In South Africa, online rewards power safe, healthy actions in the fight against COVID-19

“It’s about dignity, and helping youth get on in life,” Allan’s story

April 20, 2020

Allan (left) at a Zlto workshop with Cape Town based App Developers in March 2020. @DJReadyD

Allan Van Der Muelen (24) grew up hard in South Africa’s Cape Flats.

With gang violence, little hope and less opportunity, things could have gone a very different way.

Yet lured by live Jazz to a workshop as a teenager, he began a journey of innovation that would change the lives of thousands of young people from some of South Africa’s toughest communities.

“I went for the music, but what I found was knowledge,” he says.

With support from RLabs, the social enterprise that hosted the workshop, Allan went on to co-launch Zlto, an award-winning digital rewards web-app that has helped over 2 million people get on in life.

Zlto, pronounced ‘Zlato’ and meaning ‘gold,’ uses blockchain technology to give online rewards for volunteering, learning and doing good. Rewards can buy groceries, clothes, mobile data and more.

“Unemployment is a huge issue here, so that’s how Zlto got started,” Allan says.

Over half of all young people living in communities like the Cape Flats, even before COVID-19 hit, were unemployed, often with few or no prospects.

“By volunteering, young people get work experience and earn points to buy things they need – clothes, cell phones, bus tickets - basically anything you need to become successful in life.”

By giving them verifiable skills, work experience and helping cover the costs of job hunting, such as getting to interviews, Zlto helps break the barriers people face when looking for work.

Goods and services can be picked up at over 1,000 stores across the country.

“Too many young people are forced to choose between getting an education and supporting their family,” Allan says. ”Zlto means you’re not trapped like that.”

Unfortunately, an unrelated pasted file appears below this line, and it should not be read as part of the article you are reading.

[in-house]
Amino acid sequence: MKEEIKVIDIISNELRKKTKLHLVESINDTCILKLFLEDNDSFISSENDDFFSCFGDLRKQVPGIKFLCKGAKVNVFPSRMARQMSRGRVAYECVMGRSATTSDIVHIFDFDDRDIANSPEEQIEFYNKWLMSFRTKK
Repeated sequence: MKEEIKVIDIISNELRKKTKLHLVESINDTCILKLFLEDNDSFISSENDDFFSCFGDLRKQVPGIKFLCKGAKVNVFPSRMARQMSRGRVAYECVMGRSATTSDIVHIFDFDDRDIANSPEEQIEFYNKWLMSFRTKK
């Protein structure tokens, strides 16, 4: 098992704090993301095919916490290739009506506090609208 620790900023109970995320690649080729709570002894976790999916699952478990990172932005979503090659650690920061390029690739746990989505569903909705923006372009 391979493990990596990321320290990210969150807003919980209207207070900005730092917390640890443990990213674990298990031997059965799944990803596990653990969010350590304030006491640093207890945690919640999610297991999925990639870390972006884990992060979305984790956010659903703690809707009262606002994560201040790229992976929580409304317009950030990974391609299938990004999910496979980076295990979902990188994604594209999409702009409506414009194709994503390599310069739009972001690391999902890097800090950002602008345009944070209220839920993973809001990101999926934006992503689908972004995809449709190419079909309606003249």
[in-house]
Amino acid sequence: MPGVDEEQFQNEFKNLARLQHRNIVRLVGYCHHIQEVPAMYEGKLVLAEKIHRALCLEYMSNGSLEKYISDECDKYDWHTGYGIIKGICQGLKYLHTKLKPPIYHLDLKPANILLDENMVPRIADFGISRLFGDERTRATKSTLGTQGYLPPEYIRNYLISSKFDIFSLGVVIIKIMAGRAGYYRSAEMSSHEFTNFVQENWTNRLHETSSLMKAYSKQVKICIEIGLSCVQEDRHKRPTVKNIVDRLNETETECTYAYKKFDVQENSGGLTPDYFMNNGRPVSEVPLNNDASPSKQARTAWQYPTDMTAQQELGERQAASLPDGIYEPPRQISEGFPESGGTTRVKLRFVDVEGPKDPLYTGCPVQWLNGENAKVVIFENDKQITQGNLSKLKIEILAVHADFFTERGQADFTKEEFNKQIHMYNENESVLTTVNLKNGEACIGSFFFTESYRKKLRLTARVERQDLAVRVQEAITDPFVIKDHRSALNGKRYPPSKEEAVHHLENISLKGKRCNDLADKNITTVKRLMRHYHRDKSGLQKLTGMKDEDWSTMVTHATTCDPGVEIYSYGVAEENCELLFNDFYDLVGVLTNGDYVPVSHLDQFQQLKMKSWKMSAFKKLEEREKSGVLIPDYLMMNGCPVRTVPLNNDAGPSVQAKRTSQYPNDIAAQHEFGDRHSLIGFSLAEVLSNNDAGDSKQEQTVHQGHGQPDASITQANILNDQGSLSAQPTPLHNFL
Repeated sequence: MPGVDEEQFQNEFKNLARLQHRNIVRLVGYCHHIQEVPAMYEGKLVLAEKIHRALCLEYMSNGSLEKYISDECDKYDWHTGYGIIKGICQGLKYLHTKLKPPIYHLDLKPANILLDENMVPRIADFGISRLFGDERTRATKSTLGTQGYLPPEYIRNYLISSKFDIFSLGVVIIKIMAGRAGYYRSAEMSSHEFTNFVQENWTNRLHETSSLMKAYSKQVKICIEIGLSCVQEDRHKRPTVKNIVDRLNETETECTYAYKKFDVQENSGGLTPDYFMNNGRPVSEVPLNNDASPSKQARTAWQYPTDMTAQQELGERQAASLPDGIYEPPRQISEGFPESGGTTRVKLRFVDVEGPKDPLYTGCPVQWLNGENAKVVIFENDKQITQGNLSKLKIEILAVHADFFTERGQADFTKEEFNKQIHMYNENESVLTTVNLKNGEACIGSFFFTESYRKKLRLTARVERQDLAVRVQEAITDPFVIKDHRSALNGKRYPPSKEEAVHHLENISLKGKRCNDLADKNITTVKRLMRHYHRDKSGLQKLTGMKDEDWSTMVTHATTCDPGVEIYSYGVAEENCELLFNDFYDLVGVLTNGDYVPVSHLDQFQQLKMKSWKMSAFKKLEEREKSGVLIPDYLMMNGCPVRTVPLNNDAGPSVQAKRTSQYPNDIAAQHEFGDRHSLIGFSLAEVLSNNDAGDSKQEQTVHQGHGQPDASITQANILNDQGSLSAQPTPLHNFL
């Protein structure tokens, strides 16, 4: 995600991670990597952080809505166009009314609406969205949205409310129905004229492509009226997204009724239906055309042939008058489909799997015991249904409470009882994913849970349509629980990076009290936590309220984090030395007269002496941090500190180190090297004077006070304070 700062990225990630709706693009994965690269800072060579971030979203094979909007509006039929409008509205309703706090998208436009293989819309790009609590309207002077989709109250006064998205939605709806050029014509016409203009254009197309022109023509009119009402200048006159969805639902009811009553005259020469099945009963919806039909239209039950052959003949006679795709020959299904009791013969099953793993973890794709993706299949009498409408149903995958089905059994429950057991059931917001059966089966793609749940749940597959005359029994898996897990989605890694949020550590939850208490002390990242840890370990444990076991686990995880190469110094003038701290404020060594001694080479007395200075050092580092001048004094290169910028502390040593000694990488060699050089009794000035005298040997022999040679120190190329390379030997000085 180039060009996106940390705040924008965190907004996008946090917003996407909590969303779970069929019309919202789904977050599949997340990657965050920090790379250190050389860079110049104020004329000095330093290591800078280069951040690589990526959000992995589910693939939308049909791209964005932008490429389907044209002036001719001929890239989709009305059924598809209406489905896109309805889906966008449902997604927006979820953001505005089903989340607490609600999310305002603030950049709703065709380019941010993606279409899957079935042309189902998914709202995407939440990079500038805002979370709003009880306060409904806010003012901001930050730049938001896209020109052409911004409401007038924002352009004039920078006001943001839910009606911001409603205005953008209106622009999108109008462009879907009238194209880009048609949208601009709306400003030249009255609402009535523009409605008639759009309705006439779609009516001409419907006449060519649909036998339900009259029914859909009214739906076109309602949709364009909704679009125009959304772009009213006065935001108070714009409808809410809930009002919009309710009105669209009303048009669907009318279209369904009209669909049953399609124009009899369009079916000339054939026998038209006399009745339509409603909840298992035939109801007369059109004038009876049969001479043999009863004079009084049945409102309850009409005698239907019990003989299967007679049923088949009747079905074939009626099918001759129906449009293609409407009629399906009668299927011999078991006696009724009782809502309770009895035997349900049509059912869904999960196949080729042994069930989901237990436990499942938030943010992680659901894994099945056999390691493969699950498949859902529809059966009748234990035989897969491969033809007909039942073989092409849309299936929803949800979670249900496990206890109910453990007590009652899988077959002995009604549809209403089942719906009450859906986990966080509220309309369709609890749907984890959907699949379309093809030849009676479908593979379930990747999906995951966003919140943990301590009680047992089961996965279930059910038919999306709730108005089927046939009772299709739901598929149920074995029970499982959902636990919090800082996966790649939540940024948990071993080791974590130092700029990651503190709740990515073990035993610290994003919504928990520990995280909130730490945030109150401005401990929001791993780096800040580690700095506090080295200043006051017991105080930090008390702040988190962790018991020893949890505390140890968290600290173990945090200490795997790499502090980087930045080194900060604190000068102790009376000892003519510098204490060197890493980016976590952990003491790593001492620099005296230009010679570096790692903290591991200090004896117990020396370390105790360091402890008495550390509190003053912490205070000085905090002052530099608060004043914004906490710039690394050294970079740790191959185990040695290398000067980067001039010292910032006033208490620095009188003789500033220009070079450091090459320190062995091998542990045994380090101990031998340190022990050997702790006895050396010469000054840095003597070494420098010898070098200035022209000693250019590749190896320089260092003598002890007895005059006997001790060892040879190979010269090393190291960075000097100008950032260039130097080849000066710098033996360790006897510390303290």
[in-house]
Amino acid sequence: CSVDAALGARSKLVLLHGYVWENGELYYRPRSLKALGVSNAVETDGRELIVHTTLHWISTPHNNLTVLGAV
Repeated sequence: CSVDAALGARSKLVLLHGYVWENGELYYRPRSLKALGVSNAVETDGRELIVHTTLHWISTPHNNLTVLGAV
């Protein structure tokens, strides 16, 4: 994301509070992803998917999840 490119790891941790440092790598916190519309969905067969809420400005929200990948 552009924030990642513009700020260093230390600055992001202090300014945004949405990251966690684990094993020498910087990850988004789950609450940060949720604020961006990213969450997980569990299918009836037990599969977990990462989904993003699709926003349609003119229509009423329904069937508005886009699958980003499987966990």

Stay Home. Keep Safe

 Over 2,500  cases of COVID-19 have been confirmed in South Africa so far, and Zlto has been swiftly refocused to help stop the virus’s spread and blunt the social and economic impact of the crisis.

 Through the ‘Stay Home, Keep Safe’ initiative,  thousands of young people are now gaining rewards for washing their hands, cleaning their homes and caring for loved ones.

 “What we’re doing is rewarding safe, healthy behaviour in the face of COVID-19,” says Marlon Parker, who founded RLabs back in 2008. “Zlto is throwing people a lifeline in some truly tough times.”

Users can also now access free courses on health, hygiene, life-skills and money management, and through Zlto, are linked to safe, proven and life-saving coronavirus prevention information.

 “There’s a growing pool of young Zlto users with good hearts,” says Marlon. “So far, over 500 elderly people have been gifted with electricity vouchers by young people they’ve never even met.”

World-beating innovation

The Zlto team was one of five winners of the Big Think Challenge, a joint, global UNDP-UNICEF competition that rewards ground-breaking innovations in support of the Global Goals for Sustainable Development, that aim to end poverty, boost peace and prosperity and protect the planet by 2030.

Picked from over 190 entries by a panel of leaders from the United Nations and civil society, the team have received 200,000 US Dollars to push the project forward.

Looking forward, the team aims to reach another 100,000 young people, build a data-free interface and boost access to the Zlto platform through a range of free instant messaging platforms.

"Zlto is a great example of the UNICEF-UNDP partnership to tap into grassroots innovation in countries around the world," says Gina Lucarelli, Team Leader of UNDP's Accelerator Lab Network.  

"Solutions like Zlto are what UNDP's Accelerator Lab in South Africa is seeking to nurture as part of our global Lab network that currently serves 78 countries. These labs are helping governments explore, experiment and grow portfolios of solutions to tackle today's most pressing challenges.” 

“In the fight to save lives and livelihoods in the face of COVID-19, innovative, youth-led tools like Zlto are more vital than ever,” says Fayaz King, UNICEF’s Deputy Executive Director for Field Results and Innovation.

“Allan’s story shows that empowering young innovators and investing in life-changing innovations – both during crises and at all times – benefits everyone.”

As Allan says, “Zlto is about dignity, it’s not a handout. It’s about helping young people get on in life.”

UNICEF Executive Director Henrietta H. Fore and UNDP Administrator Achim Steiner co-host The Big Think Challenge in New York in February 2020. The competition rewards ground-breaking innovations in support of the Global Goals for Sustainable Development. Photo: UNICEF